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I'd like to know when to use italics and when to use single quotation marks should be used. For example:

The word he was looking for was ‘abjuration’.

vs

The word he was looking for was abjuration.

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    The answer by site participant deadrat to the question So, are single quotes, double quotes, or italics most appropriate here? may be of interest to you. Although the predominant U.S. punctuation style prefers double quotation marks over single ones, you can simply replace the references to double quotation marks (versus italics) with references to single quotation marks (versus italics) to get a pretty good approximation of British punctuation style. – Sven Yargs Dec 20 '18 at 17:22
  • I appreciate your help, but that is not sufficient. – Lordology Dec 20 '18 at 17:45
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    Questions about punctuation are largely a matter of style. Adhere to the discipline of your editor, publication, or organization, or in the absence of a house style, adopt a style manual that accords with your audience and tastes and be consistent in its application. – choster Dec 20 '18 at 17:47
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I consulted The Oxford Guide to Style (2002) to see what a style guide focused on British English preferences had to say about using single quotation marks or using italics in instances involving what The Chicago Manual of Style refers to as "words used as words." OGS's guidelines are ... ambivalent.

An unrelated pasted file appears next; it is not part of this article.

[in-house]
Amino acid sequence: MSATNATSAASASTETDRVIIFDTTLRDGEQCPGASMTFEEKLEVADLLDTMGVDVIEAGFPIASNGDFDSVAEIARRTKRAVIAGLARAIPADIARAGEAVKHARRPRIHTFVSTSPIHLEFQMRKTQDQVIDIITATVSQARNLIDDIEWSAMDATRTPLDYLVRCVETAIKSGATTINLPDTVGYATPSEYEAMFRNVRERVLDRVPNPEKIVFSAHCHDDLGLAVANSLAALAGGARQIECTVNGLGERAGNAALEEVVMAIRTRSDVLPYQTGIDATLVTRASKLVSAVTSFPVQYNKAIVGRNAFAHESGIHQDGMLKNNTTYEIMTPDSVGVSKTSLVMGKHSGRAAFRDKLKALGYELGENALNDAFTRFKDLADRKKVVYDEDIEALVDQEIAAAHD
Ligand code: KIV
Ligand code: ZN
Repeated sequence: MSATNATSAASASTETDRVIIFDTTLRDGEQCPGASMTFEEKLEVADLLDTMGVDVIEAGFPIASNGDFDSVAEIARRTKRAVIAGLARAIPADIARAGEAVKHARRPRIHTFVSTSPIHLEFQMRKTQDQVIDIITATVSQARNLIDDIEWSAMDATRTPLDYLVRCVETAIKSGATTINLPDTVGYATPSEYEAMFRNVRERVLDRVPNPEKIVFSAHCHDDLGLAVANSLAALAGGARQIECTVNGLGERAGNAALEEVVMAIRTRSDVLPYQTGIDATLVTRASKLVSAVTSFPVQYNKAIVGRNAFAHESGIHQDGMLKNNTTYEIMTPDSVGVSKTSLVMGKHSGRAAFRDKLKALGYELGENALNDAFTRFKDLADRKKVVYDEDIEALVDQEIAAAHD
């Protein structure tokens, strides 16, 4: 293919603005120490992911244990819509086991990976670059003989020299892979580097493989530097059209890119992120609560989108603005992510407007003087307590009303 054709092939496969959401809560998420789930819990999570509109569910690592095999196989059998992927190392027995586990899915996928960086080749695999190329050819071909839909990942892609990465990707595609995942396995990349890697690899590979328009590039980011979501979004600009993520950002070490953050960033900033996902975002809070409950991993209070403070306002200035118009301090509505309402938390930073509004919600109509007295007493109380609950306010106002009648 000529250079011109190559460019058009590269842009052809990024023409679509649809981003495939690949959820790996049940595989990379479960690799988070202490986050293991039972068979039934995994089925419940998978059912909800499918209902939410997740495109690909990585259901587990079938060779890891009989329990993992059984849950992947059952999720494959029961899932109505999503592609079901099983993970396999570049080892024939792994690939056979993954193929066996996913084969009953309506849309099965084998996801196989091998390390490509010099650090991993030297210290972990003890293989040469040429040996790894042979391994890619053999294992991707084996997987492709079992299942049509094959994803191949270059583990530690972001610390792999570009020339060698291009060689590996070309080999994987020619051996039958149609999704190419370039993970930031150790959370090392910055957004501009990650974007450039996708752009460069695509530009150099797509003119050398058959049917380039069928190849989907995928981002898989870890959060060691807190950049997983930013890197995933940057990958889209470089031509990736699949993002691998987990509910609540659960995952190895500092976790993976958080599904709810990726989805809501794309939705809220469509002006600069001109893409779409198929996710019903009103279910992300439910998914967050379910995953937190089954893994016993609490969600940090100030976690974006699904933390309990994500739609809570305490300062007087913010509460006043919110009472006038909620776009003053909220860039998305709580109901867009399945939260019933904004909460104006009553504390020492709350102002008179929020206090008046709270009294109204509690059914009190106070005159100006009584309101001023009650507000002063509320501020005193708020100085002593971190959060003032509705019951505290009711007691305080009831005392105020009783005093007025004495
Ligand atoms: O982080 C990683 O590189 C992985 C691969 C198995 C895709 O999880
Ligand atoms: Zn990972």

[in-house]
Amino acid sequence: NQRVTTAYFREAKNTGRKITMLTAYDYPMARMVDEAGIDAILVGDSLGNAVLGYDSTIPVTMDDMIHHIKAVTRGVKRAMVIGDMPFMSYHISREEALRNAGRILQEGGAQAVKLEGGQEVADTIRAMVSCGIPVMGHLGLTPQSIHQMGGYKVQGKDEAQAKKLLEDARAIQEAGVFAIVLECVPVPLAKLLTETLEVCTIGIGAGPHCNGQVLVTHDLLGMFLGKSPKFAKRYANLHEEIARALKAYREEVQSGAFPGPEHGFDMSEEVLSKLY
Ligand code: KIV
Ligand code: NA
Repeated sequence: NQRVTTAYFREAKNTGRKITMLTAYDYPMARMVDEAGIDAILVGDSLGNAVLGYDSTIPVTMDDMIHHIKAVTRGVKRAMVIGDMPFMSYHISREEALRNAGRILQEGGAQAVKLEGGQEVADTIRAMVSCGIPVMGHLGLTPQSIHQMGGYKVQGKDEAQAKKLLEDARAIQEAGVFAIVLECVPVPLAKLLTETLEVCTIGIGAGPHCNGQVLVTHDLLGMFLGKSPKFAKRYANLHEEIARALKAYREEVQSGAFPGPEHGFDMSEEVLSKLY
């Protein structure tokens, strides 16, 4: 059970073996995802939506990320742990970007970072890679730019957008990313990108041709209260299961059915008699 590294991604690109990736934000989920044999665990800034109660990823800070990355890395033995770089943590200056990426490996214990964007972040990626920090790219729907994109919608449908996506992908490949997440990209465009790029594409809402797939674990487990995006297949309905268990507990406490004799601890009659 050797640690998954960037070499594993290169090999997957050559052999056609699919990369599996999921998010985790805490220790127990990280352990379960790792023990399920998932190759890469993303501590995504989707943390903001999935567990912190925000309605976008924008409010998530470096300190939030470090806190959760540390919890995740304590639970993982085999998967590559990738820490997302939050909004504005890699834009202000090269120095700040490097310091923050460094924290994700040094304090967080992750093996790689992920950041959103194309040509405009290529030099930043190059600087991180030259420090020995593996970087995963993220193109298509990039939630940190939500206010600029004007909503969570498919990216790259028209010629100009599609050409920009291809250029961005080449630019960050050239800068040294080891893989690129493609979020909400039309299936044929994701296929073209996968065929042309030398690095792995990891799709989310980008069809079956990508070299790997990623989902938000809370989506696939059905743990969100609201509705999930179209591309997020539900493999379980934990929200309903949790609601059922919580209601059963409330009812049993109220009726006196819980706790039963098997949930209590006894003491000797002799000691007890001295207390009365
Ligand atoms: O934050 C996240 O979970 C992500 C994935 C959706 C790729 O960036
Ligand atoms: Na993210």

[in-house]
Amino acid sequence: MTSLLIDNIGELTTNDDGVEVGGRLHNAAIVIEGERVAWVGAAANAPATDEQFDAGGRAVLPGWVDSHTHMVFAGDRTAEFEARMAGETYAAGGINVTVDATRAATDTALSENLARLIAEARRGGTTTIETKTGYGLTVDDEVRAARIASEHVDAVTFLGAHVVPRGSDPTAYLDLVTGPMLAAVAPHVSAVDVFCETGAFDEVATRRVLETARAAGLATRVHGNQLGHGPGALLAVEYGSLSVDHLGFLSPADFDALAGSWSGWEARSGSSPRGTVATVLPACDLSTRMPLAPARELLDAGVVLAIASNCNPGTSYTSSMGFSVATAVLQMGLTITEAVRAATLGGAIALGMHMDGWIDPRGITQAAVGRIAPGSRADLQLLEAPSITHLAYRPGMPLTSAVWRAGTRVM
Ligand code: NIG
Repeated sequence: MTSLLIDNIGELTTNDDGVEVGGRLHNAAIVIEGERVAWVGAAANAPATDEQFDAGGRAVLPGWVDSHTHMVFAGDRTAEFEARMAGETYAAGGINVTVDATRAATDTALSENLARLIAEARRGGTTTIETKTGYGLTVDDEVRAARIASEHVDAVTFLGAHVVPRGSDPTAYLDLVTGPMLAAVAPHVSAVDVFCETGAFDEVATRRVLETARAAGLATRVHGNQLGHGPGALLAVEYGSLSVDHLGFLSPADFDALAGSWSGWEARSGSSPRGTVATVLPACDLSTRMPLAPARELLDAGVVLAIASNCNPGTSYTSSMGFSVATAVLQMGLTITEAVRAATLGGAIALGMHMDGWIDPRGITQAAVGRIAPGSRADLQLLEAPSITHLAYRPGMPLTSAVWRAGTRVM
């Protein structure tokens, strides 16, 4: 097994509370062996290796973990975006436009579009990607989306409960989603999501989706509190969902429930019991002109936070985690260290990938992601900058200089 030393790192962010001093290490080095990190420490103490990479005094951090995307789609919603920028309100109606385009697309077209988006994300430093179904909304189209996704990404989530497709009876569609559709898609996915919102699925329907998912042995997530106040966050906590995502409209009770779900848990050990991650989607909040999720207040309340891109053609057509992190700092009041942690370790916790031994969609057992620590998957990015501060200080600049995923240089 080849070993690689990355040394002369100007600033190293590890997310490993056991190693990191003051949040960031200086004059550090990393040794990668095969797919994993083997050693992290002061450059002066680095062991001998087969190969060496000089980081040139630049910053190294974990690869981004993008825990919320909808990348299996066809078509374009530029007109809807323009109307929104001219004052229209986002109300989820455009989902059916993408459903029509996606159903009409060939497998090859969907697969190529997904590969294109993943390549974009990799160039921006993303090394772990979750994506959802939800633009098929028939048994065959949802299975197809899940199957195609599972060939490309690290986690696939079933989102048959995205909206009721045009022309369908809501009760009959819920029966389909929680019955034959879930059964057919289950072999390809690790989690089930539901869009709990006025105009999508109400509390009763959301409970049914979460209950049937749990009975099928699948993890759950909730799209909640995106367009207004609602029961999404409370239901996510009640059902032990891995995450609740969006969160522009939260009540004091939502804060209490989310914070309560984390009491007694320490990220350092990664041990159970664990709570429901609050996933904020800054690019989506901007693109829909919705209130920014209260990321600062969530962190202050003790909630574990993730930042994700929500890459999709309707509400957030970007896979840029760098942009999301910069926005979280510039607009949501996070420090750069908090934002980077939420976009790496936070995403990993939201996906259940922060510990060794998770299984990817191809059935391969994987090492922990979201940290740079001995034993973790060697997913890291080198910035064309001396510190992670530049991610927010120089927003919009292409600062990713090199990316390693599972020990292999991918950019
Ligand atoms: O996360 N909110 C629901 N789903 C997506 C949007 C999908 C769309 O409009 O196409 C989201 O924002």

On the one hand, in section 5.13.1 [Quotation marks:] Names and titles, OGS has this advice:

Use quotation marks to enclose an unfamiliar word or phrase, or one to be used in a technical sense. The effect is similar to that of highlighting a term through italics:

[Example:] 'Hermeneutics' is the usual term for such interpretation.

[Example:] Our subject is the age of Latin literature known as 'Silver'.

But on the other hand, in section 6.2.1 [Italic:] Emphasis and highlighting, OGS says this:

Parts of sentences can be highlighted by italics or by quotation marks. Decide which will be clearest and most intelligible to the reader, and apply that style consistently in comparable contexts:

[Examples:] the letter z[;] spell labour with a u[;] the past tense of go is went[;] the dos and don'ts

Technical terms and words being introduced, defined, or assigned a special meaning often need to be italicized at first mention:

[Example:] the doctrine of determinism

[Example:] the grapes next enter the crusher-stemmer

[Example:] the outing known as a wayzgoose is an old tradition

[Example:] here, the piunt-till is a box rather than a deck

So what rule does OGS recommend that you apply in choosing between 'abjuration' and abjuration? "Decide which [you think] will be clearest and most intelligible to the reader, and apply that style consistently in comparable cases." In short, either option is acceptable to Oxford, but be consistent about applying it.

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